Big Mac chief says his burgers are safe: A libel action has immersed the High Court into the corporate culture of McDonald's

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The Independent Online
THE HIGH Court was deeply immersed in McDonald's corporate culture yesterday, when the hamburger chain's United Kingdom chief executive gave evidence in a libel action against two radical environmentalists.

Paul Preston, an American who has lived in Britain for 20 years, denied claims made in a 1989 anti-McDonald's leaflet that its food was unhealthy and unsafe, its workers exploited and discouraged from joining trade unions and that the beef used in its hamburgers contributed to Third World hunger and rainforest destruction.

Mr Preston told Mr Justice Bell that he, his wife and two teenage daughters frequently ate at McDonald's and denied that the food from the world's largest fast food chain might cause customers heart disease, cancer and diabetes. It was made of components that 'every man, woman and child' might find in their pantry or fridge.

'Beef, chicken, milk, bread, potatoes, orange juice, mineral water - I've found them in every household I've ever visited. They are the commodities on which mankind has built its diet. Taken in balance with sleep and exercise, they are perfectly safe and perfectly healthy,' he said, adding that he did not know of any reasons why additives should not be used.

Mr Preston was the first of several top McDonald's executives who will give evidence in the case, which is expected to last three months and cost more than pounds 1m.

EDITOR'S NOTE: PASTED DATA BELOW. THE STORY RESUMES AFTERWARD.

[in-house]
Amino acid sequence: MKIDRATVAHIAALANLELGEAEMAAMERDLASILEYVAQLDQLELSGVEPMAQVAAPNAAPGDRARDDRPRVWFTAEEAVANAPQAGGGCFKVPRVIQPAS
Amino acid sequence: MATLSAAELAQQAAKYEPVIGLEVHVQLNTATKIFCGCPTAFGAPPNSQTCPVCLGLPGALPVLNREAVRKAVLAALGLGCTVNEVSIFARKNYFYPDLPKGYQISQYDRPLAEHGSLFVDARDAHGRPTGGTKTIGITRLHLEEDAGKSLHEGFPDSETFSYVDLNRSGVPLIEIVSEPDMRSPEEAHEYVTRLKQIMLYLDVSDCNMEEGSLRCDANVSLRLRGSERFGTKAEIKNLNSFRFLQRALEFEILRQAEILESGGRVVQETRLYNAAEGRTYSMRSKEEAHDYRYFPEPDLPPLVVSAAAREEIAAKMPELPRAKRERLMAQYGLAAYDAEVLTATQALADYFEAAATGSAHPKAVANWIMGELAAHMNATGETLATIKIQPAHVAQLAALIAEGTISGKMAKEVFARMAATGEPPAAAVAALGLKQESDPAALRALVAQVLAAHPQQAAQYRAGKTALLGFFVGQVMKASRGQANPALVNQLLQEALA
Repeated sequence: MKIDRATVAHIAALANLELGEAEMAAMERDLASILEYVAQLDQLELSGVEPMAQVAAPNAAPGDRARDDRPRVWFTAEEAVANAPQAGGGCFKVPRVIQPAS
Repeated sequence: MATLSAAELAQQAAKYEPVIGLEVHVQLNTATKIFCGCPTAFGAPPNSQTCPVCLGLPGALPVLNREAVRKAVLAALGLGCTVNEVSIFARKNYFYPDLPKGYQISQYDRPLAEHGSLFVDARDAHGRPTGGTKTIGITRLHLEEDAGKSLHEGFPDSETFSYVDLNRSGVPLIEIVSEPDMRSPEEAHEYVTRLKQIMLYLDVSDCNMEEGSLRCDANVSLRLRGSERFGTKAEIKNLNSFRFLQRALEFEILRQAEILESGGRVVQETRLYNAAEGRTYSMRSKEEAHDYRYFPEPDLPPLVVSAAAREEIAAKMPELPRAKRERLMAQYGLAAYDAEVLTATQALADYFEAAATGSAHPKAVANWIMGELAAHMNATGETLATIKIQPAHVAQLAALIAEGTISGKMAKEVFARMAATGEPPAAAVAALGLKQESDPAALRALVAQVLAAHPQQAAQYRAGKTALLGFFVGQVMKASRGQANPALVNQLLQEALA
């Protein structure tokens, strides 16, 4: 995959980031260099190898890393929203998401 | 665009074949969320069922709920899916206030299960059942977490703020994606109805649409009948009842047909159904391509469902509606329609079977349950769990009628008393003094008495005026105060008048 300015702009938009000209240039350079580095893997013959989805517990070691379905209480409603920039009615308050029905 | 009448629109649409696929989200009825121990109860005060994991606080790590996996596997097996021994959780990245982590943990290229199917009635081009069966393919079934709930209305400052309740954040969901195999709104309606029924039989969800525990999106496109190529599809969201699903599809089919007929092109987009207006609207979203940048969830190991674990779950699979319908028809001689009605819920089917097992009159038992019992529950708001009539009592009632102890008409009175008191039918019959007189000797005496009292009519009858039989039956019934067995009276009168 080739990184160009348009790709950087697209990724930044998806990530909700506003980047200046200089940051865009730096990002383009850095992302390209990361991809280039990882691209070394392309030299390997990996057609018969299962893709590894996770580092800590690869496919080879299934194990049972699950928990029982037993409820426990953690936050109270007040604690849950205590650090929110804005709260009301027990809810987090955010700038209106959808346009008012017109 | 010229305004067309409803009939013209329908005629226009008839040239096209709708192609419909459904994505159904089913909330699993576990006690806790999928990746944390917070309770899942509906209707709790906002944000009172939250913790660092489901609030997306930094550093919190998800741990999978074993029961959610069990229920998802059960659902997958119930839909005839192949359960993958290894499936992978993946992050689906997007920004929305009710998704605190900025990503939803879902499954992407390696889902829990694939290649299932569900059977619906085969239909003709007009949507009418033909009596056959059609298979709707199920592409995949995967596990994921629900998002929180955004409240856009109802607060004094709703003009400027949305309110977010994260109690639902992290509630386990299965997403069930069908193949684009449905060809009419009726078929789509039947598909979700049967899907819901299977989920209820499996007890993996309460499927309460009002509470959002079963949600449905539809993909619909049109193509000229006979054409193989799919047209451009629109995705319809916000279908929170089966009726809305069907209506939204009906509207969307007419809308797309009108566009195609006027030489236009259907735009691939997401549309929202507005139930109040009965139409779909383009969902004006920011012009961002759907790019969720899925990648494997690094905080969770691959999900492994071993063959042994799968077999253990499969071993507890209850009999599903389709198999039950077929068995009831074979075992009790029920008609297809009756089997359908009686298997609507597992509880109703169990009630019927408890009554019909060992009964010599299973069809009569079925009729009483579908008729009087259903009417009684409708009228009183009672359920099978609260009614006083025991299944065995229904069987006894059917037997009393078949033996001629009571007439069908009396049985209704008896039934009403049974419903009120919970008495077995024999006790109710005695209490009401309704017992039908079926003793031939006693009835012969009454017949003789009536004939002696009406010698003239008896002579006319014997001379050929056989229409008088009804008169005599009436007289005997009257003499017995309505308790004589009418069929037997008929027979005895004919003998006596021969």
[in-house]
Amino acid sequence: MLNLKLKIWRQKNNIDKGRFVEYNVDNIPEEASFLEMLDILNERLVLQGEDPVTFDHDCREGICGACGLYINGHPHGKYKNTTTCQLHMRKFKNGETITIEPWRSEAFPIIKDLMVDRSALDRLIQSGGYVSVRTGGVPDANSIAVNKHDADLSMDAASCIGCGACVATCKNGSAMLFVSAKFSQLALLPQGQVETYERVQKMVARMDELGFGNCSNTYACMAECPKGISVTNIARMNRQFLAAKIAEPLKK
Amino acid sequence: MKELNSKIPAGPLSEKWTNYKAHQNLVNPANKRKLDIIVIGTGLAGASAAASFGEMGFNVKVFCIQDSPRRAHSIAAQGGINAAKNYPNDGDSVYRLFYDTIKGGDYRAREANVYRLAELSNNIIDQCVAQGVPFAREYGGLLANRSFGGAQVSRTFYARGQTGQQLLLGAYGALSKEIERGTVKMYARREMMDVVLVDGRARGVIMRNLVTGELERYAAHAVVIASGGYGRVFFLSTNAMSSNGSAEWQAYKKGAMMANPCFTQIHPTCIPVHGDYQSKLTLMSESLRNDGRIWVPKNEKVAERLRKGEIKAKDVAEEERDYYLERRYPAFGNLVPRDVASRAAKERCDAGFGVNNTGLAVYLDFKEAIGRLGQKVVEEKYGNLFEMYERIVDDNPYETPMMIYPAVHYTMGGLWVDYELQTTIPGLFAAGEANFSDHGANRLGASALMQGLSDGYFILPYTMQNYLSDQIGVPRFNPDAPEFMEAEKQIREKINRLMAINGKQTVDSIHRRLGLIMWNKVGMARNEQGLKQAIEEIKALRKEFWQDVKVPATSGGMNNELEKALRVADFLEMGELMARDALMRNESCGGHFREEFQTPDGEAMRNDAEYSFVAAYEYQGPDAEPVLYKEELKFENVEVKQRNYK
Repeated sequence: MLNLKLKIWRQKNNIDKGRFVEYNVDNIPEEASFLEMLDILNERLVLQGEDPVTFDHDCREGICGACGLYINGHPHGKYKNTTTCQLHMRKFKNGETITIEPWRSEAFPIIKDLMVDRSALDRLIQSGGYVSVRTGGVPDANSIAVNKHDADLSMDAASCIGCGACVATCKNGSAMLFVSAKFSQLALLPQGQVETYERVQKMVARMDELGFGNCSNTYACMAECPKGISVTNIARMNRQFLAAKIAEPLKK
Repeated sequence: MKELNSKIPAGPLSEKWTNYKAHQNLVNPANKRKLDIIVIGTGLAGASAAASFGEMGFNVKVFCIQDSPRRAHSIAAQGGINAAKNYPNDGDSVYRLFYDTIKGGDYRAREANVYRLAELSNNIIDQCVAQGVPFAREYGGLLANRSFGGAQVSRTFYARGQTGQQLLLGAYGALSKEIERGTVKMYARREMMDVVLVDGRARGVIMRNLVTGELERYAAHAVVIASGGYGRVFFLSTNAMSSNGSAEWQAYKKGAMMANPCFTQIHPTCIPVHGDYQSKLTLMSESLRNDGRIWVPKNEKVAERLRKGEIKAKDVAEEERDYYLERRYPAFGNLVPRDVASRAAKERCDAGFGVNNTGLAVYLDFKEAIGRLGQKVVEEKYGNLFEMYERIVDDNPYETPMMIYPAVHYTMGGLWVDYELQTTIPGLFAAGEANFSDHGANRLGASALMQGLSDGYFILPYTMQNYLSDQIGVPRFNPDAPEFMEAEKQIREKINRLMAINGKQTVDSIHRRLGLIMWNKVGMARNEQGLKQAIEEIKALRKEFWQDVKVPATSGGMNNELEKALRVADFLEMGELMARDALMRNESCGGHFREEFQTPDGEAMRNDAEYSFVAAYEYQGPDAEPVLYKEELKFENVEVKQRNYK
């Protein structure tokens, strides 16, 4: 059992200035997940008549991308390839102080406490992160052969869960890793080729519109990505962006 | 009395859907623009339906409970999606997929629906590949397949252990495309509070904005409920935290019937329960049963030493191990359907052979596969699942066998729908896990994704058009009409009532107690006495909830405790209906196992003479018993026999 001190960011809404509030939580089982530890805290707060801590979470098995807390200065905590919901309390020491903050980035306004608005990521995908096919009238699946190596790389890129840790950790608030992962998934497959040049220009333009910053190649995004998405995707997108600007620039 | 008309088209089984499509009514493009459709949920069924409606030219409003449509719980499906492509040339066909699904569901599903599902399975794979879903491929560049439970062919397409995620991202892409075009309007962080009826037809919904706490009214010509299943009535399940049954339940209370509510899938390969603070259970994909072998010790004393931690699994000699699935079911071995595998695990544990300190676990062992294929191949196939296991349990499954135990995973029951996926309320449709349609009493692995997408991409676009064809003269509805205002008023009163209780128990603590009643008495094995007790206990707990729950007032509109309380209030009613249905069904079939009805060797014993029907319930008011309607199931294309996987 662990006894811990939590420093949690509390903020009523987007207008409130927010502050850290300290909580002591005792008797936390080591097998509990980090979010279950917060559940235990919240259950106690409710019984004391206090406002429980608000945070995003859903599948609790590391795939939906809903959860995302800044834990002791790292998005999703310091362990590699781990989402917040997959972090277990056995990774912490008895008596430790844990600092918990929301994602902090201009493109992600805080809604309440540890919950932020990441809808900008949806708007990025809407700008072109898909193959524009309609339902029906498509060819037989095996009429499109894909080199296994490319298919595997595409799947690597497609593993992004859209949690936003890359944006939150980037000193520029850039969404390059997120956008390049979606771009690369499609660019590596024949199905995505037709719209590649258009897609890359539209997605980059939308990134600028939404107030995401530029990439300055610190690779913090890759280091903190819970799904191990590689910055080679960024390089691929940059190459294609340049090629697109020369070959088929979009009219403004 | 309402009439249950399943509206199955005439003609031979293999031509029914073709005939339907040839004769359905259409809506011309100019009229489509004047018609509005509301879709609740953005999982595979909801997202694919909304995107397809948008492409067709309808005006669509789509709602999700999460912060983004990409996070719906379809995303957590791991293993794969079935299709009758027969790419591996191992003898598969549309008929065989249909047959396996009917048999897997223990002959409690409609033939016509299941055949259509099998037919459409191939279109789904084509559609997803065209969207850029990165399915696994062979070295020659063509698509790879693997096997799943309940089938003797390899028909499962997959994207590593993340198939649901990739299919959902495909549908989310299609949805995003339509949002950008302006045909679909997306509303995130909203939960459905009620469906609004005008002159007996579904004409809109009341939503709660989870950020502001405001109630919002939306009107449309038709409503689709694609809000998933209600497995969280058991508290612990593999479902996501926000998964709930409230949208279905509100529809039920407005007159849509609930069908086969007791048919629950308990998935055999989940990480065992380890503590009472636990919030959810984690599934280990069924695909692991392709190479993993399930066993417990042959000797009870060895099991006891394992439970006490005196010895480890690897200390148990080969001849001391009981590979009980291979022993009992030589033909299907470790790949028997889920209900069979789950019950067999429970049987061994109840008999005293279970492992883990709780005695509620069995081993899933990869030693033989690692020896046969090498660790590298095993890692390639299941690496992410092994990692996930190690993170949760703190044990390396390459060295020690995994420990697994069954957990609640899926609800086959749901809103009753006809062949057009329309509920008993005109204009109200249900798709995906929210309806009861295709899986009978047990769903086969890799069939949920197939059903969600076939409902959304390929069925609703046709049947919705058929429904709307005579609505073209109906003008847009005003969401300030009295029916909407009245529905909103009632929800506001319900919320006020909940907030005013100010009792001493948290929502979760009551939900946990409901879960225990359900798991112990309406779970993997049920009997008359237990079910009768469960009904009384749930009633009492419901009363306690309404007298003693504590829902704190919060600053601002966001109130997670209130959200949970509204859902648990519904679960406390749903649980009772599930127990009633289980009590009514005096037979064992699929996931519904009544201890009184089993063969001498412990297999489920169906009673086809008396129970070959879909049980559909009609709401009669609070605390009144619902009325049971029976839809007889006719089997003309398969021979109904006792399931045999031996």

Dave Morris and Helen Steel, who have no legal aid and are defending themselves in the case, deny writing or distributing the leaflet, but they say its contents are true or fair comment.

Mr Preston told the court he began working at a McDonald's restaurant near his home in Fairview Park, Ohio, at the age of 16. He carried on working there during university vacations. After university, he worked for McDonald's full-time, apart from a brief spell in the military, rising to run a restaurant in Cleveland, Ohio. In 1974, Mr Preston and three other McDonald's managers opened the first British restaurant - in Woolwich, south-east London.

Now there are 521 restaurants in the UK serving about 500 million meals a year and employing 31,000 people, he said. Many restaurants were run by franchisees, but the corporation demanded the same high standards from them as from its own outlets with regular checks and the threat of disenfranchisement if they failed to respond.

About 90 per cent of the beef used in the UK comes from this country, with the rest coming from within the European Union. A quarter- pound beefburger contained 100 per cent beef without any additives or preservatives.

He did not know of any incidents of food poisoning involving McDonald's, barring one outbreak in Preston, Lancashire, in 1991. That was taken very seriously by the company and led to changes at local and national level.

As for cruelty to farm animals before or during slaughter 'if I found that was going on, I would counsel the supplier. If that didn't work, I would terminate the supplier and he would never sell to me again,' he said.

Wages paid by McDonald's were highly competitive and the chances of promotion were good. 'If an individual wants to join a union, the law gives him or her that right. If a store felt it wanted to be unionised, we'd have to do it,' Mr Preston said.

The case continues today.